Dismal living conditions account for many diseases. Standards of sanitation, hygiene, and nutrition are poor, especially in villages and urban slums. High levels of pollution in the cities have led to a sharp increase in illnesses of the lungs.

On the other hand, India has made great strides in controlling cholera, malaria, and other infectious diseases. Government clinics across the country provide cheap medical care to government employees and their families. Other public clinics and hospitals attend to the needy. In addition, the government runs family-planning clinics to help control the growing population. In urban areas, thousands of doctors have set up private practices, often at their own homes.

Recreation. The favorite sport in India is cricket. Field hockey and soccer are also popular. Indians enjoy playing cards and chess. Kite flying is also a common recreational activity. Many people spend their evenings watching television or going to motion-picture theaters. In large cities, people also attend concerts and plays.

Education. The Indian Constitution provides for free education for children from age 6 through 14. Nearly all Indian children receive some schooling, but only about half of those 10 years of age or older continue their education. There are several reasons why children drop out of school. Some children leave school because their parents put them to work on the family farm. Other children have to get jobs to help support their families or are needed at home to look after smaller children.

Because Indians receive little formal education, illiteracy is a major problem in India. Since about 1950, the government has spent much money on training teachers, publishing schoolbooks, and building schools. As a result, literacy rates have improved, and school attendance has increased substantially. However, about half of India’s adult population still cannot read and write. For the country’s literacy rate, see LITERACY (table: Literacy rates for selected countries).

Universities are run by the central or state governments. India has over 8,000 universities and colleges. The University of Delhi has about 200,000 students.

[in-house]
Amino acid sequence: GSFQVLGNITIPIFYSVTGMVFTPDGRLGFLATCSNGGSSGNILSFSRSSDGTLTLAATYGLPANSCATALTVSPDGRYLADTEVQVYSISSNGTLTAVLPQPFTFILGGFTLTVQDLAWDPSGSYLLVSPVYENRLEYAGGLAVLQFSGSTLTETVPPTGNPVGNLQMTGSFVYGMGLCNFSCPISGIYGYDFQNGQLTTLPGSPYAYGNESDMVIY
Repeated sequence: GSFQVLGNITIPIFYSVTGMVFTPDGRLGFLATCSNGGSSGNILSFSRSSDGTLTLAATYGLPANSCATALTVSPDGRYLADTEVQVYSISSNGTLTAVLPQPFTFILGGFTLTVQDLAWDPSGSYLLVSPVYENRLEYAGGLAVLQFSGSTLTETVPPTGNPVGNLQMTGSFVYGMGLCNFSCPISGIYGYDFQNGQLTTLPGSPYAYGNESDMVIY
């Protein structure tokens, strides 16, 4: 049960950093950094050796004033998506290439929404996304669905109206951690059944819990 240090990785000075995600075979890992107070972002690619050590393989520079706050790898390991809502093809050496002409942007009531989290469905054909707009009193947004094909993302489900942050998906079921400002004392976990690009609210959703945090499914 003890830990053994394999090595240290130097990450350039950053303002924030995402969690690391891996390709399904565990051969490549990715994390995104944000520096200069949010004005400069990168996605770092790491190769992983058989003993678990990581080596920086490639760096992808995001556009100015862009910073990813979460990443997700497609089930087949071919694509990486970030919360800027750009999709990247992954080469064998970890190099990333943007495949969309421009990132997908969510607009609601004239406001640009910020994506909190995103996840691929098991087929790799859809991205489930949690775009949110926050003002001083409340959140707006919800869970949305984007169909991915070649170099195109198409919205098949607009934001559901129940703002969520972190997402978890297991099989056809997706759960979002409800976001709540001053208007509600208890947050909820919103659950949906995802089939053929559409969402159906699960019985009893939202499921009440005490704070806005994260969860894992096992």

The arts 

The arts of India have a long history. They had reached high levels thousands of years ago. Indian arts also include a wide variety of forms and styles.

Architecture and sculpture. Sculpture flourished during the Indus Valley civilization, which was established about 2500 B.C. Buddhism was the next great influence on Indian architecture and sculpture. Several ruins of Buddhist monasteries and dome-shaped stupas (monuments) have survived from ancient times.

Caves were cut into a cliff of solid rock at Ajanta in western India between the 100’s B.C. and the A.D. 600’s. They feature spectacular examples of frescoes (wallpaintings on plaster) and sculpture. Artists worked at the nearby caves at Ellora until about A.D. 1000. The greatest monument at Ellora, dating from the late 700’s, honors the Hindu god Shiva. It was carved out of the cliff like a great piece of sculpture. Magnificent sculptures of Hindu gods and goddesses were also carved in the caves at Elephanta, near Mumbai, mainly from the 600’s to 900’s.

Hindu temples are noted both for their architecture and for their exquisite sculptures. The temples have rows of sculptured columns, richly carved exteriors, and open porches. Temples in northern India have tall towers with curving sides that taper at the top. South Indian temples have gateway towers shaped like trapezoidal pyramids and made of steplike layers of stone. Each step has carvings that tell a story.

Muslims conquered parts of northern India during the 1200’s and introduced their style of architecture. Muslim architecture in India reached its peak in the 1500’s and 1600’s. The outstanding Islamic building in India is the Taj Mahal (about 1650) in Agra. The Emperor Shah Jahan ordered the Taj Mahal built as a tomb for his favorite wife. The building features magnificent Islamic-style decoration, in which geometrical patterns and floral designs are inlaid in marble with semiprecious stones. Islamic art and architecture use such patterns and designs because Islam forbids the depiction of God or the human form.

The British and other Europeans added many buildings in Western styles to India after their arrival. During the 1700’s, the British constructed churches and other buildings in the neoclassical style. Neoclassical architecture reflected a renewed interest in Europe in the architecture of ancient Greece and Rome. In the 1800’s, the British designed many public buildings in India in the Gothic Revival style, with tall spires and pointed arches. Some British buildings include curved domes and other features of Islamic architecture.

Modern Indian architecture borrows from many styles. For example, the internationally recognized works of Charles Correa and Balkrishna Doshi mix traditional Indian forms with contemporary designs.

Painting. The frescoes in the caves at Ajanta are the most important early examples of Indian paintings. Wallpaintings that show scenes from Buddhist stories are commonly found in Buddhist temples and monasteries.

Miniature paintings on small pieces of paper developed into a distinct art form in India from 1500 to 1800. These paintings portrayed rulers, members of the nobility, scenes of hunting, or stories from Hindu legends.